40. Major international contributors to Australia’s approach to teenage driver safety Ray Bingham Nils Gregersen Dan Mayhew Jean Shope Allan Williams

  41. References Chapman, R., Buckley, L. & Sheehan, M. (2009). The potential for a web-based intervention to improve young adult passenger safety. In Proceedings of 2009 Australasian Road Safety Research, Policing and Education Conference. Sydney, Australia: November 2009. Lennon, A.J., Haworth. N.L., Tichener, K., Siskind, V., McKenzie, K., FitzGerald, G., Clark, M.J., Sheehan, M.C., Edmnston, C.J. (2009) Injury prevention in Queensland: report to Queensland Injury Prevention Council. Lewis, I., Watson, B., White, K.M. (2008) An examination of message-relevant affect in road safety messages: Should road safety advertisements aim to make us feel good or bad? Transportation Research Part F 11 (2008) 403-417. Morphett, A. & Sofoulis, Z .(2005) Cars, Sex, Drugs and media: comparing modalities of road safety and public health messages, In Lisa Dorn, (ed.), Driving Behaviour and Training Vol 2: Human Factors in Road and Rail Transport, Aldershot: Ashgate Publishing, 61-78. Pickett, W., Schmidt, H., Boyce, W.F. et al. Archives of Pediatrics and Adolescent Medicine, 156:2002: 786-93. Redshaw S.(2008) In the company of cars, England: Ashgate Publishing. RRISK Evaluation Report 2002-2005 Summary (2008) North Coast Area Health Service. Soole, D.W., Chapman, R., Sheehan, M., Siskind, V. & Buckley, L.(2007) Australasian College of Road Safety Conference on Infants, Children and Young People and Road Safety. Sydney. Walker, Linley, Butland, D. & Connell, R.W (2000) Boys on the road: masculinities, car culture, and road safety education, Journal of Men’s Studies, 8(2),153-169.

  42. Referencescont. Williams, C. (2005) Stealing a car to be a man: the importance of cars and driving in the gender identity of adolescent males. PhD Thesis (unpublished) QUT: Australia. Wilson, S., Seggie, J. & Morphett, A. (2008) Youth and Road Trauma Forum, paper presented to Road Safety Research In Proceedings of 2008 Australasian Road Safety Research, Policing and Education Conference. Perth, Australia: November 2008.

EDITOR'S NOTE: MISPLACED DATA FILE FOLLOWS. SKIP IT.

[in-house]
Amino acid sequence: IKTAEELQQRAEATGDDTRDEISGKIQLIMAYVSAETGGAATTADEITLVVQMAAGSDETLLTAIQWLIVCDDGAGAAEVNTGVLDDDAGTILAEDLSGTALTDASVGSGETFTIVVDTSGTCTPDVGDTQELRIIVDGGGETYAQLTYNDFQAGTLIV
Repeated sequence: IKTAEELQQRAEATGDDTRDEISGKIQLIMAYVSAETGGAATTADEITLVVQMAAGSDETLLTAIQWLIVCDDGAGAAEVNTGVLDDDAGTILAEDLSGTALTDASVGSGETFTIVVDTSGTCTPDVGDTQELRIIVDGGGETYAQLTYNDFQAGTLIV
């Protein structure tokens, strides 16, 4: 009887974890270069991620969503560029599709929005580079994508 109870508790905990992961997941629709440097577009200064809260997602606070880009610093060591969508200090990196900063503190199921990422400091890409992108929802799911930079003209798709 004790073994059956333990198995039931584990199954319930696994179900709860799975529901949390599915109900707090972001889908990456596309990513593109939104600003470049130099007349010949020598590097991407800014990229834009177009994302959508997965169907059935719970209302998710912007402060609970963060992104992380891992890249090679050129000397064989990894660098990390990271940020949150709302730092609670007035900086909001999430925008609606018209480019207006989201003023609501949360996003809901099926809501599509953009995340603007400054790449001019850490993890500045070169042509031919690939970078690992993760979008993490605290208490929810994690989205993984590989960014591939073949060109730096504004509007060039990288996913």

43. Referencescont. Websites Accessed Cervical cancer vaccine ad image from CSL Limited Annual Report 2006-2007. Retrieved 7 August 2009 from http://annualreport.csl.com.au/AR07/AR07_BF_CSL_Biotherapies_Feature.asp Corinaldi, S. & Leong, J. (2008). Motivating Gen Y when it’s not about fun. In Proceedings of Adolescent Health 2008. Melbourne, Australia: 5-7 November 2008. http://www.adolescenthealth08.com/presentations/Corinaldi_Sally.pdf Figure 1 from Queensland Transport Discussion Paper Queensland youth: on the road and in control. Queensland Government, October 2005. http://www.transport.qld.gov.au/resources/file/eb9c8b4d6a194f6/Pdf_young_drivers_discussion_paper v2.pdf keys2drive. (2009). Retrieved 7 August 2009 from http://www.keys2drive.com.au pjh8888. (2007). Speeding. No one thinks big of you. Retrieved 7 August 2009 from http://www.youtube.com/watch?v=SgV9Oa6z5wY RaptorFag. (2006). Australian Speeding Advert. Retrieved 7 August 2009 from http://www.youtube.com/watch?v=75GuzsGzoP0&NR=1 rdelacruise. (2006). Mitsubishi I like the way you move. Retrieved 7 August 2009 from http://www.youtube.com/watch?v=AbfMSh6QYjM

  44. References cont. TopGearOz. (2009). NEW Top Gear Aus: Ep4 - Audi V10 vs HSV. Retrieved 7 August 2009 from http://www.youtube.com/watch?v=rdBKx96IEP4 wuzzlevideos. (2008). Queensland Transport – Nightmare (Australia). Retrieved 7 August 2009 from http://www.youtube.com/watch?v=qFH24xX1Em8